Former general manager Jim Bowden had a vision. It wasn't a particularly good one, but at least he had an end game. He collected a bunch of outfielders that he was going to trade in spring, bolstering the relief corps and solidifying the middle infield. But he lost his job and Mike Rizzo took over before Bowden could finish what he started.

Rizzo is going to be a great general manager, but he has a totally different view on how to build a major league baseball team. His moves, at least so far, just don't mesh with Bowden's.

So the Nationals started the 2009 season with no hope of winning. The bullpen was too thin and the outfield was too thick, and as a result, both areas have underperformed.

All the Nationals can do is to rid themselves of the dead-wood relievers and begin the process of seeing who is, and isn't, ready in their minor league system.

The Nationals have been trying to showcase Austin Kearns and Ronnie Belliard in hopes of finding someone—anyone—who will take them in a trade. I'm afraid that come Aug. 1, they are going to go the way of Felipe Lopez and Paul LoDuca.

And then the team is going to have to do something that I know they have no intention of doing: Fire Manny Acta.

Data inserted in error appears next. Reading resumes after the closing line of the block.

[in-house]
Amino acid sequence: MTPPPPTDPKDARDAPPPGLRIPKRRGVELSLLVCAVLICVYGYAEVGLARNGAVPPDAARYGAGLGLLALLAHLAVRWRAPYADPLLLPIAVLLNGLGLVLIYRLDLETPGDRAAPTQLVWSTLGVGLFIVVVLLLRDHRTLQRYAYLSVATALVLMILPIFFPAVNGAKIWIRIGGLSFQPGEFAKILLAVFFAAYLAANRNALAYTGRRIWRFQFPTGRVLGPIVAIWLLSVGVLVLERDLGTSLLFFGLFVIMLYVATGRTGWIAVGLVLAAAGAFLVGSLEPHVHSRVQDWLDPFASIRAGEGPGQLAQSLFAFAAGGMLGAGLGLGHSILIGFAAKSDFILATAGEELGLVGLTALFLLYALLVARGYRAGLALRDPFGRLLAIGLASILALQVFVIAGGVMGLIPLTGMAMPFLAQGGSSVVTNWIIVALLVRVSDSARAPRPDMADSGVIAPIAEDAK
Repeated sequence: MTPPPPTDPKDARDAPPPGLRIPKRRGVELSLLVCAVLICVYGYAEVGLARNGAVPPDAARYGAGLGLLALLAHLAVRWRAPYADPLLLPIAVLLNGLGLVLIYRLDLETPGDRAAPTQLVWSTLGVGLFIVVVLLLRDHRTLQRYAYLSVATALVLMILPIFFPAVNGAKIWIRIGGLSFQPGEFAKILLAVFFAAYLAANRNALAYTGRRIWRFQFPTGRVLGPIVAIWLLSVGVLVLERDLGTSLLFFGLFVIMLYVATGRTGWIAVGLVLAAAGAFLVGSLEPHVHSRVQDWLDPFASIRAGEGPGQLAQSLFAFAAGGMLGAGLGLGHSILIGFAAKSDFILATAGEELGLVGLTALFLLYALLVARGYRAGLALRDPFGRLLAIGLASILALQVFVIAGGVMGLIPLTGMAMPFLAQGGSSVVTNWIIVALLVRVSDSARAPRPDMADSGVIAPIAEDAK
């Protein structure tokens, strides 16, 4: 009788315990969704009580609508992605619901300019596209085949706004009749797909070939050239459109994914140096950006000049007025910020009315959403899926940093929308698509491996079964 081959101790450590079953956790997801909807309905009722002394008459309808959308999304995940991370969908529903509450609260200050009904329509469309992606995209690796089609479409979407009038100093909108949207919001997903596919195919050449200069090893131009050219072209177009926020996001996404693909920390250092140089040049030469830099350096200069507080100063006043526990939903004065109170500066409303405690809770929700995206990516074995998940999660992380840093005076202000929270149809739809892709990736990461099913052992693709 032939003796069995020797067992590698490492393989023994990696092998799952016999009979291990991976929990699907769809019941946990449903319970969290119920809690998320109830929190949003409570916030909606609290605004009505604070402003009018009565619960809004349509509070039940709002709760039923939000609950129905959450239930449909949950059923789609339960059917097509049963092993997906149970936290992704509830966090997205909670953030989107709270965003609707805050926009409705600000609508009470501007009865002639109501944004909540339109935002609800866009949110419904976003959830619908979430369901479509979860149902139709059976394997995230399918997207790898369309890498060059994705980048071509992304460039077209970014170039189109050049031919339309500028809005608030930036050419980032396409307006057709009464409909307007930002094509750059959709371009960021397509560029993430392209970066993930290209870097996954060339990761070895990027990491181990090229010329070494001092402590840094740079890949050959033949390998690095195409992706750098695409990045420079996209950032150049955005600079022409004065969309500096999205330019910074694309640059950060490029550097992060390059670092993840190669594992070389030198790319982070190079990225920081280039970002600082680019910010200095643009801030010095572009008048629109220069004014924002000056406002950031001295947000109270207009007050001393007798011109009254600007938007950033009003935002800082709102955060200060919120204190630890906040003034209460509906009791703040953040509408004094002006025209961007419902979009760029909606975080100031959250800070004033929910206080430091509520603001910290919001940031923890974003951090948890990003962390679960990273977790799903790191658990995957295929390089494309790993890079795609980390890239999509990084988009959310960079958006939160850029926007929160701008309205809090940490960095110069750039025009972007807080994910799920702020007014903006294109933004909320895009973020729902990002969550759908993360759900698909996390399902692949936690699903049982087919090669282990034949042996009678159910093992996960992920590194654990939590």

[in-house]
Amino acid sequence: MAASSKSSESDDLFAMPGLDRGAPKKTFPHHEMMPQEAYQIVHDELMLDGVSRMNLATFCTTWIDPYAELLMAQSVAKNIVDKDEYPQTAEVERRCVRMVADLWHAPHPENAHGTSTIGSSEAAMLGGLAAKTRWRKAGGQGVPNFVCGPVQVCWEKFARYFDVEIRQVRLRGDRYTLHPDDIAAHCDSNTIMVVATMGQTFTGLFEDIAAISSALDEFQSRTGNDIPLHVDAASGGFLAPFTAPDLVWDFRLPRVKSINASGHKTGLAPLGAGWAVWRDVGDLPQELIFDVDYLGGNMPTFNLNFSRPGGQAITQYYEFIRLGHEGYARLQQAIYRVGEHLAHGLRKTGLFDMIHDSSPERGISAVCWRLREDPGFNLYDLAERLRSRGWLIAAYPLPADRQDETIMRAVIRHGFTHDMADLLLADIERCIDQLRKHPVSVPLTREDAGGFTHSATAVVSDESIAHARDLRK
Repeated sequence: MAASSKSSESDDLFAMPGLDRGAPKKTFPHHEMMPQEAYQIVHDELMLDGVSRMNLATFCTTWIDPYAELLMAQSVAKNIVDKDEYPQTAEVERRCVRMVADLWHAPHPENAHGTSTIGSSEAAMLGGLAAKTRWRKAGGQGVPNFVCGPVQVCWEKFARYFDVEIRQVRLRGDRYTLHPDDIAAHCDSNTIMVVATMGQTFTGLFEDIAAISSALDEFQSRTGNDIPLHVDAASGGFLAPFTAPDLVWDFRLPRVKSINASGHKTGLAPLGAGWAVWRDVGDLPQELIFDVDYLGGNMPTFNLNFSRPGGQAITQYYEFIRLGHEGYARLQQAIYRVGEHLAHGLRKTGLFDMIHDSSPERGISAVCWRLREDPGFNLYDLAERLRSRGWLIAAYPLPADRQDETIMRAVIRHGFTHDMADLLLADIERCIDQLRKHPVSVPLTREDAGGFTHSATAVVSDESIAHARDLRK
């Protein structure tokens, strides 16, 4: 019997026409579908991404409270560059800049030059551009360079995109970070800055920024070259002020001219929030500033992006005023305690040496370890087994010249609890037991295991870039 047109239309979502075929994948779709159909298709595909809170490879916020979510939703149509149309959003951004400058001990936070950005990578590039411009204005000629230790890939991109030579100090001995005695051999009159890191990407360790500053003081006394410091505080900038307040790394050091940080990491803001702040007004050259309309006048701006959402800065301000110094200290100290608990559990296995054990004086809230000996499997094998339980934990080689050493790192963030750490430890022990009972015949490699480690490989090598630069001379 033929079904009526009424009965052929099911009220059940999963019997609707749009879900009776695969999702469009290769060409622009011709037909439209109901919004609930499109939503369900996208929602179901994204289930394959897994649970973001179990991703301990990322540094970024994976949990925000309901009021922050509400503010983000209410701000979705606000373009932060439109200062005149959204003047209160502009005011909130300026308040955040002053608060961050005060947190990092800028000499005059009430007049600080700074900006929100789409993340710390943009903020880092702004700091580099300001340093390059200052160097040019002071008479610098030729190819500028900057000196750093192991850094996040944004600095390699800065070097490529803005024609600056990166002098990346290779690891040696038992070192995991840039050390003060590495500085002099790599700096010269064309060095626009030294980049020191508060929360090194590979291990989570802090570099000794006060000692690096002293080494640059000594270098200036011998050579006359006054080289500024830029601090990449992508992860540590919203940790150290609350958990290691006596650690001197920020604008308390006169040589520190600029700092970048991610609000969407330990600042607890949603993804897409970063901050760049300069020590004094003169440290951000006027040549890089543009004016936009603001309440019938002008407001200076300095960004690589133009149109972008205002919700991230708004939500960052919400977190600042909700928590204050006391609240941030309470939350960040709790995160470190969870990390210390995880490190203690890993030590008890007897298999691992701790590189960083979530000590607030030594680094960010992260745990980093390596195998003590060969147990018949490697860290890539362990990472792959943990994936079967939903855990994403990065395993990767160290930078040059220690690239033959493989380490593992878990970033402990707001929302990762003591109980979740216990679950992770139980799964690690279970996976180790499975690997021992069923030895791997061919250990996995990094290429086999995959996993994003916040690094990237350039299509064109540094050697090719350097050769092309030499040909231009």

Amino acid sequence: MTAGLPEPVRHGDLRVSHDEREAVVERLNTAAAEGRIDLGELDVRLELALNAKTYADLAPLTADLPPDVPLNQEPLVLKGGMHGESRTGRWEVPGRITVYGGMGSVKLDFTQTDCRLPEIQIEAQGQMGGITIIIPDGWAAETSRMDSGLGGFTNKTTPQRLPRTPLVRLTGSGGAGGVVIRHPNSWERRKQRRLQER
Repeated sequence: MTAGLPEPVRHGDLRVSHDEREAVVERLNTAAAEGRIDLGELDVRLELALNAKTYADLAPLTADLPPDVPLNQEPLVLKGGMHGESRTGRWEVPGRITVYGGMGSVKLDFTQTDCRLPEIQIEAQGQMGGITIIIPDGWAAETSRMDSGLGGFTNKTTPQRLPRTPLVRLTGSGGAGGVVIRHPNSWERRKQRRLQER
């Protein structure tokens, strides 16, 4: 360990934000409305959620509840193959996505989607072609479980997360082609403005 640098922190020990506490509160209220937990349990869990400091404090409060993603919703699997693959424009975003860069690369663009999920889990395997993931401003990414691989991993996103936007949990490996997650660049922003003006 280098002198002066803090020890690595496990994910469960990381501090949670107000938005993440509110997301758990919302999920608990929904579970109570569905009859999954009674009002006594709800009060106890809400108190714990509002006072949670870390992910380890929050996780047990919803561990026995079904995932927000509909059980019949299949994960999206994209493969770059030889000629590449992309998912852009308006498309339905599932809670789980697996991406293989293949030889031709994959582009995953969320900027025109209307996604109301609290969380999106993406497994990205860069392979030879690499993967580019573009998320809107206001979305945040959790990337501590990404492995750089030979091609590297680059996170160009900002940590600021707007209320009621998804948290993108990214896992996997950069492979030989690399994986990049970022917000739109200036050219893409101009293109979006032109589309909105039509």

For the last couple of months, several of the players have begun to sleepwalk through the season. Many have suggested that Cristian Guzman's 12 errors are because of declining skills. If that's the case, how do you explain Ryan Zimmerman's 12 errors or the six errors by both Anderson Hernandez and Alberto Gonzalez? Even slick-fielding Nick Johnson has make seven miscues.

Loss after loss after loss has been met with unbridled stoicism by Acta. He's putting his players to sleep. They aren't paying attention. Picture trying to make a long throw to first with Kenny G playing in your head.

Zzzzzzz.

If the Nationals fire Acta and replace him with someone more bellicose, it would be like replacing Kenny G with Aerosmith.

They'd be alert, awake, and aggressive. Oh, they'll still lose, but they'll look better doing it.

I think most of us can live with all the losses, but we can't stand to watch the team act like all those wide-eyed, brain-numbed people in "Invasion of the Body Snatchers." 

The Nationals have the talent to win 35 games between now and October, which would give them 59 wins for the season.

In other words, they would duplicate their performance from last year.

Wait. That's not a good thing.

But there is really nothing else to do but wait and see what happens. Rizzo's vision of the Nationals is far different from the one Jim Bowden was building. Expect to see wholesale changes on the major league roster over the winter.

What will the team look like come Spring?

I have no idea.

Jesus Flores will be catching. Ryan Zimmerman will be at third. Adam Dunn will man left. John Lannan and Jordan Zimmermann will lead the starting pitching.

Other than that, it's a crap shoot. It's wait-and-see redux.

Now, you may have noticed that this column was written in a meandering style with no rhyme nor reason along with many errors. It was done on purpose.

This one time, I decided to write like the Nationals play.